• Gearbox: Shifter karts (professional or semi-professional racers)

If you’re looking to buy a transmission for your go-kart then feel free to read my in-depth reviews of the best go-kart clutches and the best go-kart torque converters. Each of these reviews comes with an extensive buying guide to address all of your questions. 

Which Transmission Is Most Reliable for Go-Karts?

All go-karts components, automatic and manual transmissions included, contain moving parts, which go through regular wear and tear. 

For example, it’s common for go-kart clutches to lock up due to excessive heat when slipping. Another common issue is that they can lose effectiveness if the springs have been worn out over time. 

Torque converters belts make regular contact with both pulleys and can show excessive wear if not installed properly or if operated near the engagement range over a prolonged period of time. 

Manual gearboxes are extremely complex to install and also maintain. Gear wheels may need to be replaced from time to time, as they are almost always under high load.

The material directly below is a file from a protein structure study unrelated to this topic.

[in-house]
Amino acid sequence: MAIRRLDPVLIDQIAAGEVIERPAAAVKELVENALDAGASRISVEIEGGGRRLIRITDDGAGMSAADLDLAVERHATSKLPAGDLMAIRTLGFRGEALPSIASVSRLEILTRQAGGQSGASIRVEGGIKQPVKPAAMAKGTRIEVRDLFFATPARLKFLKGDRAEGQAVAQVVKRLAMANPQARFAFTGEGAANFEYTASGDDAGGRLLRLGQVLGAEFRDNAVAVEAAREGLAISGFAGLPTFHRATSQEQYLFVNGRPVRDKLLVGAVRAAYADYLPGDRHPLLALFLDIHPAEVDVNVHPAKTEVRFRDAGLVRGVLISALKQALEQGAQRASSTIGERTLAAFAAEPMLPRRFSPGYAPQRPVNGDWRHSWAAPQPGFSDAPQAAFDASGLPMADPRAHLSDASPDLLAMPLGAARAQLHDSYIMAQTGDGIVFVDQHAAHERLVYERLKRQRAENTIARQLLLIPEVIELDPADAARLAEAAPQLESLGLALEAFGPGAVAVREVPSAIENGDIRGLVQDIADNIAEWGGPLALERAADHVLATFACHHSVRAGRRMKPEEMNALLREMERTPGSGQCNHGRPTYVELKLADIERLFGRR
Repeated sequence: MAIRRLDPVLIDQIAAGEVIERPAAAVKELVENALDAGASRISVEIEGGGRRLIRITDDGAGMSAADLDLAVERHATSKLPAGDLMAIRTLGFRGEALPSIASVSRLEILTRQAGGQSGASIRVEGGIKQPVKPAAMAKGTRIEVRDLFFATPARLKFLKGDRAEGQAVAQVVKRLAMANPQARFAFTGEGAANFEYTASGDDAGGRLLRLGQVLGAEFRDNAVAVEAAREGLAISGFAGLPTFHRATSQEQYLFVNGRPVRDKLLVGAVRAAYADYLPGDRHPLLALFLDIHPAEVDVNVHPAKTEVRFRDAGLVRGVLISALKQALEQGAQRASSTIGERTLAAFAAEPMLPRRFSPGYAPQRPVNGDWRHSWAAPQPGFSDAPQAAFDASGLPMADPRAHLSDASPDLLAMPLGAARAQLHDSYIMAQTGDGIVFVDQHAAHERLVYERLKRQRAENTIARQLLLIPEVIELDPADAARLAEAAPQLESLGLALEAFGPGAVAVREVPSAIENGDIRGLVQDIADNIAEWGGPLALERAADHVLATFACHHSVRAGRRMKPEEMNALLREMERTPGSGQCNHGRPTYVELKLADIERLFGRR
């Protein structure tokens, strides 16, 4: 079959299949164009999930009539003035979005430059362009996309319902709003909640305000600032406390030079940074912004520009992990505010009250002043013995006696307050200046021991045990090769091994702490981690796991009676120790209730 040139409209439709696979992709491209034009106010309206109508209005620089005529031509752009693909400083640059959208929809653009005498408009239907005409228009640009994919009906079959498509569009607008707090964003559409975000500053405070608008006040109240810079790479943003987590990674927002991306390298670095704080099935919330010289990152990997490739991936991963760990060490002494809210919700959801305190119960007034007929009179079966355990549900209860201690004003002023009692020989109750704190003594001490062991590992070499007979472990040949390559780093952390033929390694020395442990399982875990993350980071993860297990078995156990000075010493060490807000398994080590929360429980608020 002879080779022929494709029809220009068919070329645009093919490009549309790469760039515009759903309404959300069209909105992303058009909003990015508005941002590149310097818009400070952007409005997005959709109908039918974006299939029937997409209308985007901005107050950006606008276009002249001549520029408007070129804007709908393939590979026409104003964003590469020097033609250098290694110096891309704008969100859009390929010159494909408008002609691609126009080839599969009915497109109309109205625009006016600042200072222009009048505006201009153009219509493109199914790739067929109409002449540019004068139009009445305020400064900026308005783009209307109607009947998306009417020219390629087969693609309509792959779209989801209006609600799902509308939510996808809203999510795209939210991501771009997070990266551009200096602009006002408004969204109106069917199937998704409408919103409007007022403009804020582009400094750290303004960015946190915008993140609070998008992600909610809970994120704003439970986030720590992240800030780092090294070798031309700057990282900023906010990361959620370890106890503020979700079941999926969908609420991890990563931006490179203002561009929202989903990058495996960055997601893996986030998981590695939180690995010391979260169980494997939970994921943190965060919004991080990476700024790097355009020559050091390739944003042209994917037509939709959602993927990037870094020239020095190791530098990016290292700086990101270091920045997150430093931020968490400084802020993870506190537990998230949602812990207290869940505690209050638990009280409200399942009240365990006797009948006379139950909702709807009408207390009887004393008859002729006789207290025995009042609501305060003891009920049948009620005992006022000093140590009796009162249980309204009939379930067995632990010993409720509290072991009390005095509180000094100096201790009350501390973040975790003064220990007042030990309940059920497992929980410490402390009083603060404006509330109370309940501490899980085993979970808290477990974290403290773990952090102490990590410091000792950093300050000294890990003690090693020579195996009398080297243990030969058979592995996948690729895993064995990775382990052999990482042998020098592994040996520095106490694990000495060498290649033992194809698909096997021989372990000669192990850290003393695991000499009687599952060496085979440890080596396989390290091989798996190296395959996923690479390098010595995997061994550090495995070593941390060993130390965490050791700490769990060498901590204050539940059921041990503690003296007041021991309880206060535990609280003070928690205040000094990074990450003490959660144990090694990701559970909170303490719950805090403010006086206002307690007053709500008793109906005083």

In essence, all go-kart transmissions need some form of maintenance and are only as reliable as your driving habits. Just ensure that whichever transmission you’ve installed, that you fully engage it.  

How Do I Install a Transmission On a Go-Kart?

Both torque converters and clutches are installed on the crankshaft of the engine. However, it’s important to note that the setup between both transmissions is completely different – but don’t worry! 

I’ve created a comprehensive guide on how to install a go-kart clutch and how to install a go-kart torque converter that you can use. Just make sure that you follow each step carefully and that you have the right tools with you. 

How Do I Fix a Transmission On a Go-Kart?

As go-kart transmissions are subject to regular wear, they need to be maintained from time to time. With age, they may need to be fixed or repaired. Here’s a quick list of what may need to get fixed with a link to each guide that I have created. 

Fix a Go-Kart Clutch

Fix a Go-Kart Torque Converter


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About Gerrit

Owner, Researcher, Writer & Editor at GoKartGuide.com

Hi, I'm Gerrit. I have been racing go-karts competitively and recreationally for the past 20 years. Apart from actively growing local karting communities, I run GoKartGuide and write comprehensive articles, guides & reviews about go-kart racing. I race, build, mod, & discuss go-karts whenever I find the time! Thanks for stopping by and happy karting!